Monday, February 18, 2013

Workplace & School Violence Prevention


Violence in schools and workplaces is now at the center of a national conversation about public safety.  Our attention has been focused by tragic events such as those at Virginia Tech, Fort Hood, Hartford, Minneapolis, Aurora, and Sandy Hook.

No community can afford to ignore the risks of school and workplace violence and much as we all wish it could be, St. Louis is no exception.  Our own recent past includes the shooting at ABB in 2010, which left five people injured and four dead.  Just a few weeks ago, another incident took place at the Stevens Institute for Business and Arts, where a student shot and wounded a school official.

The attack at Stevens occurred just days after I became Chief. I saw firsthand the impact a violent assault has on a school or public place.  Along with the actual victims, there is also a secondary effect, as people everywhere are forced to think twice about their own safety and the safety of their families.  Law enforcement isn’t just about protecting people and prosecuting criminals.  It’s also about making people feel safe, and for every person who falls victim to a school or workplace attack, there are millions of others who have every right to ask “what can be done to stop this from happening again?”

After Sandy Hook and again after the Stevens Institute incident, I began asking myself that same question what can the St. Louis Metropolitan Police Department do both to help protect people and to make them feel safer?  At the time, one response we discussed and promised to deliver was awareness training for leaders from the business and academic communities, to help them understand how to better protect their facilities, their staff and their clients or students against the risk of violent incidents.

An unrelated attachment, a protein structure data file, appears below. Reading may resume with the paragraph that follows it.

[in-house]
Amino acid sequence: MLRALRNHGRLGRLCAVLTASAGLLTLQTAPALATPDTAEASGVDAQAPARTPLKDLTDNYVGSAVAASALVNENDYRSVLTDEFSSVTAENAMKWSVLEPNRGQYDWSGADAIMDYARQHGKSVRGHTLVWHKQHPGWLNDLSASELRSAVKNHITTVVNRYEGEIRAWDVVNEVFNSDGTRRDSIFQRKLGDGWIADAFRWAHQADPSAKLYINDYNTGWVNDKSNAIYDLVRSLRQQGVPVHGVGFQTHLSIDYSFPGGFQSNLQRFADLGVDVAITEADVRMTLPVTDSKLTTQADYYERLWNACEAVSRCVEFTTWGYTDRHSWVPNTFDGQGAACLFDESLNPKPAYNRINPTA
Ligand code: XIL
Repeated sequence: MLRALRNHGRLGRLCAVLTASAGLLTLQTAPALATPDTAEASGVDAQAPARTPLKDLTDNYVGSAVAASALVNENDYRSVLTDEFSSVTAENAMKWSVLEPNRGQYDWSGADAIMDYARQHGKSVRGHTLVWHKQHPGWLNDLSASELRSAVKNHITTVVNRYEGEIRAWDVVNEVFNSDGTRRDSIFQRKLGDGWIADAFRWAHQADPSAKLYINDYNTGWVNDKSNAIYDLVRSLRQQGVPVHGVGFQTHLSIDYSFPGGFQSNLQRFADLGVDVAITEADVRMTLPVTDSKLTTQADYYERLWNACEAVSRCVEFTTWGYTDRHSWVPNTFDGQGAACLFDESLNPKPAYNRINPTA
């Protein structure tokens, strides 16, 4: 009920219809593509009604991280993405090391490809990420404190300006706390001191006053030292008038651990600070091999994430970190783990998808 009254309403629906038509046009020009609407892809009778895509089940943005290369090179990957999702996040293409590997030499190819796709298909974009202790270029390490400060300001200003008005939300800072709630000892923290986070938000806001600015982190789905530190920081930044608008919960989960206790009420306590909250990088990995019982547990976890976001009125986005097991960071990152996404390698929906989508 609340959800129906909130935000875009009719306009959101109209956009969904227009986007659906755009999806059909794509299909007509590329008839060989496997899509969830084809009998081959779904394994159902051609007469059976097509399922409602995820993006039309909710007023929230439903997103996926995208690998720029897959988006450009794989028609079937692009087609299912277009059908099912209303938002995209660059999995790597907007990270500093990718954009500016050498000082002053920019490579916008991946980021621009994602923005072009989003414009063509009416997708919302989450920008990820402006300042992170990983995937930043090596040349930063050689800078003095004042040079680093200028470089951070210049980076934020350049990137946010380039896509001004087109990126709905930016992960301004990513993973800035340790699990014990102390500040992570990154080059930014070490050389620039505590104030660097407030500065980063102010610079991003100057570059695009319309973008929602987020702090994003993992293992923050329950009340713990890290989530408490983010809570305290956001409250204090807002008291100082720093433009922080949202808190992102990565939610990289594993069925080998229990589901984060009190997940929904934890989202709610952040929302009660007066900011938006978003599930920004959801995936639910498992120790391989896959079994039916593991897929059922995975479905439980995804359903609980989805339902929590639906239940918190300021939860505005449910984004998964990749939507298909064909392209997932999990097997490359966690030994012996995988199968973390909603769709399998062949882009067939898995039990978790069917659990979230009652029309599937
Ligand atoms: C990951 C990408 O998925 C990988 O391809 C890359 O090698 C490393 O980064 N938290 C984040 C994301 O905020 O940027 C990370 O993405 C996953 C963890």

Friday the Department followed through on that promise by co-sponsoring two back-to-back seminars on Workplace and School Violence Prevention.  This training was provided by members of our Department. The goal of the program was to help participants understand the trajectory of workplace and school violence, the known characteristics of assailants, the warning signs which may precede an incident and the mechanics of the initial police response.

My approach has always been and always will be that guns have no place in our workplace or in our schools and we as a society have to be better about keeping illegal guns out of the hands of criminals.  This training reinforced my thoughts. 

Nearly 300 people attended and benefited from Friday’s seminars. For that success, I’d like to thank everyone who took part.  Special thanks should also be given to Ameren Corporation for generously donating the use of their training facility to make these events possible.

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